BRUNSWICK – Greek and Italian cuisine celebrate their differences at Trattoria Athena, where the wise-in-counsel namesake would be pleased to see her gift of olives appreciated in an olive oil “service” ($2.50).

It’s also clear someone wise in counsel came up with a thoroughly intriguing menu, highlighted by enough unusual dishes to sharpen any food lover’s appetite. My omnivorous companion’s eyes lighted up when she saw braised goat chops on the list of entrees, and my own were attracted to the house pasta with wild boar ragu. Both selections proved excellent.

Portland’s Emilitsa and Ellsworth’s Cleonice have discovered that locals are excited by the strong, clear flavors of Greek dishes, and Italian food has been popular on the coast for decades — although only recently, as far as I can discover, has it been served with as pure an interpretation as we can take for granted now. At Trattoria Athena, freshly made, tender pasta, hard salami and prosciutto di Parma reveal essential Italian flavors in every bite.

Tim O’Brien, one of the restaurant’s two owners, is Italian and also owns Ancora Pasta, which sells fresh pasta at the Bath Farmers Market. Co-owner Marc Provencher is Greek, and he is the source of the goat chop recipe as well as the ice cream. Both clearly know how to cook.

The restaurant has a small, rustic dining room with a rusted silhouette of sheet metal shaped into Italy and Greece, Sicily and Crete on one wall. Our dinner started with dishes that bridged the Ionian Sea.

Juniper berries plant a piney note of aroma in the pappardelle al sugo di cinghiale ($18 as an entree, or $9 as an appetizer, as we requested). The meat held its funkier scent in balance with the juniper and the fruity, late-summer tomatoes, along with freshly grated Parmesan on zigzag-edged, wide and flat noodles.

An appetizer special — kolokythopia, a fennel, feta and squash pie in a crust of phyllo dough ($9) — was easy to enjoy. The salty feta and mild squash were both friendly, familiar tastes and delicious.

Greek and Italian wines are listed separately. Mercouri Foloi 2009 ($7 a glass, $26 a bottle), a white from the Peloponnese, held its own with the boar pasta.

Boutari Naoussa ($9 a glass, $32 a bottle) is a Greek red with power and presence. From the Italian list, its equal in sturdy texture is the Nifo Sarrapochiello Aglianico 2006 ($9 a glass, $32 a bottle) from Campania.

Though we didn’t taste them, the menu’s salads are alluring, especially the eggplant and tomato take on caprese ($8 or $5.50 for full or half portions) or horiatiki ($8.50 or $6) with tomato, cucumber, red onion, olives, Dodonis feta, Greek oregano and apple cider vinegar.

Local goat chops ($19), with a buried trove of sauteed arugula and Greek yogurt that chimed in with cooling, vegetal qualities, taught the basics of goat meat’s appeal.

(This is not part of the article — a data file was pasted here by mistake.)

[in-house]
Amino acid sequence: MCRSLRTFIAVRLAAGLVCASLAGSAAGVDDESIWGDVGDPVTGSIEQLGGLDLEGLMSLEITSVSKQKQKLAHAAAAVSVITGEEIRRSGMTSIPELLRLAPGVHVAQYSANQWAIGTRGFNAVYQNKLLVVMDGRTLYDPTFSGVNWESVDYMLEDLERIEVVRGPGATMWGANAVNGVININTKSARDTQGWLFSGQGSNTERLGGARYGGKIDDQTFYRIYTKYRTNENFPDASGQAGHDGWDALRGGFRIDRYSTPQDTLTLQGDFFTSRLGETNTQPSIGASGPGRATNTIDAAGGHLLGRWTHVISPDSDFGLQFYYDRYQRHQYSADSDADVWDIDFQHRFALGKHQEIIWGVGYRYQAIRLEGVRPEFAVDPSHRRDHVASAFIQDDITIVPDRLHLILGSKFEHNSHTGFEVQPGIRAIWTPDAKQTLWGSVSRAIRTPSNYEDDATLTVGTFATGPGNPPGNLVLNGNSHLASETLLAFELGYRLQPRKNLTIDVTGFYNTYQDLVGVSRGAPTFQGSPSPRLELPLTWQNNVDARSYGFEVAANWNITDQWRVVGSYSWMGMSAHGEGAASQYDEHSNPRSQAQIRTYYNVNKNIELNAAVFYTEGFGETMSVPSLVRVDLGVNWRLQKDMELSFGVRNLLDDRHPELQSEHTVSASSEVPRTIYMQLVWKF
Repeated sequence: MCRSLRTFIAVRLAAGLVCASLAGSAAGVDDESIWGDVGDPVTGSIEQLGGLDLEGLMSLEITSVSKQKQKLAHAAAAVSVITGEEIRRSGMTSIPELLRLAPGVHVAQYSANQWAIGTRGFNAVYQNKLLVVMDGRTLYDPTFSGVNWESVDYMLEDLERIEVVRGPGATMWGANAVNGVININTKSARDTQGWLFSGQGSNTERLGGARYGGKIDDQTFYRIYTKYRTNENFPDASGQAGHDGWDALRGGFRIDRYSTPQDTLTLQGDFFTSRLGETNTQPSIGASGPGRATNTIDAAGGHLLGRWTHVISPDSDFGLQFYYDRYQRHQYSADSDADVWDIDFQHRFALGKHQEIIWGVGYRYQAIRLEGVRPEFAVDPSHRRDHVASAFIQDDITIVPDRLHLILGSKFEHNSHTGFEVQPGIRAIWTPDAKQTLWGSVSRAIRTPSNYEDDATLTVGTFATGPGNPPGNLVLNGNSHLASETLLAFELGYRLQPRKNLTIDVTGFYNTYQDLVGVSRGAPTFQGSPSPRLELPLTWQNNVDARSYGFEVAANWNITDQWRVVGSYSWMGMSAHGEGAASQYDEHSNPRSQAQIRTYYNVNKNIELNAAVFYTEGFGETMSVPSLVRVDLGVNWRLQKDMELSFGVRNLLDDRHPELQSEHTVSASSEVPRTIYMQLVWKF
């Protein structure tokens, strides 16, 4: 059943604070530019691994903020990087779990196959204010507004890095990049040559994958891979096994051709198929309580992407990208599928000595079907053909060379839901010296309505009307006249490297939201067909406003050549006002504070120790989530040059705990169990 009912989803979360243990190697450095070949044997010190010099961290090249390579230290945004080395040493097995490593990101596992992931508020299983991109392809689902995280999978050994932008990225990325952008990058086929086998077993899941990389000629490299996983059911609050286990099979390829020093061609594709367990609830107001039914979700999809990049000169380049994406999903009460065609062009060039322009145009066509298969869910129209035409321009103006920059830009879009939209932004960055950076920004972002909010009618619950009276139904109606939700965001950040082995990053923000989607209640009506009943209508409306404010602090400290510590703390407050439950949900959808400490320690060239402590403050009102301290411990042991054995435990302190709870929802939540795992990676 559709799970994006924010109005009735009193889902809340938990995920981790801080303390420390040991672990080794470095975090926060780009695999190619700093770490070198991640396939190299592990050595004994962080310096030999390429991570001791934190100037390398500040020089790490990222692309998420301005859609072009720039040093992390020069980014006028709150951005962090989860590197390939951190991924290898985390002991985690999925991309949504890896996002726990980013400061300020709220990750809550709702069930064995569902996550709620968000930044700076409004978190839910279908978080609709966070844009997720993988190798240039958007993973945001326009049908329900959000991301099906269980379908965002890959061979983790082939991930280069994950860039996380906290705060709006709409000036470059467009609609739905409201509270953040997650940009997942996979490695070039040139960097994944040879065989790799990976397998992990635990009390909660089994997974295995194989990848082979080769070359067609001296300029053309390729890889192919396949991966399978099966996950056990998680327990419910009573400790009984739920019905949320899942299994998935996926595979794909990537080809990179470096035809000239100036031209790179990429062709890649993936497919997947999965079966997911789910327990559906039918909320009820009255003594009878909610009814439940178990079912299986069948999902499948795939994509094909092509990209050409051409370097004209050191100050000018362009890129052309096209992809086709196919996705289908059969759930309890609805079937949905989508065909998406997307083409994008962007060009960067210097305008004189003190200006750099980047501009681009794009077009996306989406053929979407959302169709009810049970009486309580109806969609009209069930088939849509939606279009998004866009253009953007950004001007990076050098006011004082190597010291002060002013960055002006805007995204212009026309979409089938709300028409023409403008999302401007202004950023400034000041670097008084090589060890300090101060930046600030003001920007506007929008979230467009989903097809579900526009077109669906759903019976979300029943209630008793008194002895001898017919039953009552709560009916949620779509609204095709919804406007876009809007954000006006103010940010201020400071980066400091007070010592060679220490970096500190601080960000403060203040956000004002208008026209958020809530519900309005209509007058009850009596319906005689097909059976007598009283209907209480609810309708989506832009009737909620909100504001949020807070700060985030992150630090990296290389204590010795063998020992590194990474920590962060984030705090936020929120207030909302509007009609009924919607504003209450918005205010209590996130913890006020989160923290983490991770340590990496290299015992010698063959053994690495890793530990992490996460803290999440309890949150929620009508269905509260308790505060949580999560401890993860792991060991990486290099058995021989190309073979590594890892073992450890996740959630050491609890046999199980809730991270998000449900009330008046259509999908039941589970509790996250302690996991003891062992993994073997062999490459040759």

It holds its own savory power, something darker or more vivid than ordinary beef and equally tasty. Braised, as it was in this dish, the meat is tender and succulent.

The fish of the night was our one disappointment — halibut that was mushy and overcooked. The fillet was very thin. Perhaps this was the only way the entree could come in under $20, like most entrees, but that can present a challenge to cook properly.

Its accompaniment was charming, especially the argolemono (extremely lemony mayonnaise made with good olive oil). Trahana, a version of couscous with sauteed leeks and cherry tomatoes, was also delicious.

Braised lamb shanks, moussaka, risotto and a daily ravioli are more possibilities among the entrees, and the list of specials on a chalkboard cover every category. Braised rabbit in tomato or ravioli with potato and leeks were on the board the night of our visit.

I steered my friend away from the Greek yogurt, nuts and honey dessert on the list to something stranger and more challenging to the kitchen — including the excellent walnut cake saturated with orange ($7).

Two scoops of house ice cream ($5) kept us guessing — and wrong. The rosemary and honey ice cream seemed to have been made with goat milk, but though we couldn’t get that impression out of our mind as we tasted it, the kitchen assured our server it was made with cow’s milk.

Likewise the mastika, flavored with pine resin like the Greek wine retsina, kept our spoons busy, but it didn’t win us over. Still, we tasted both till they were nearly gone, as we were too curious to stop.

Greek coffee ($4) flavored with cardamom was sweet and strong, and decaf in a French press pot ($3) was as good as it could be — a fine way to complete such a satisfying meal.

N.L. English is a Portland freelance writer and the author of “Chow Maine: The Best Restaurants, Cafes, Lobster Shacks and Markets on the Coast.” Visit English’s Web site,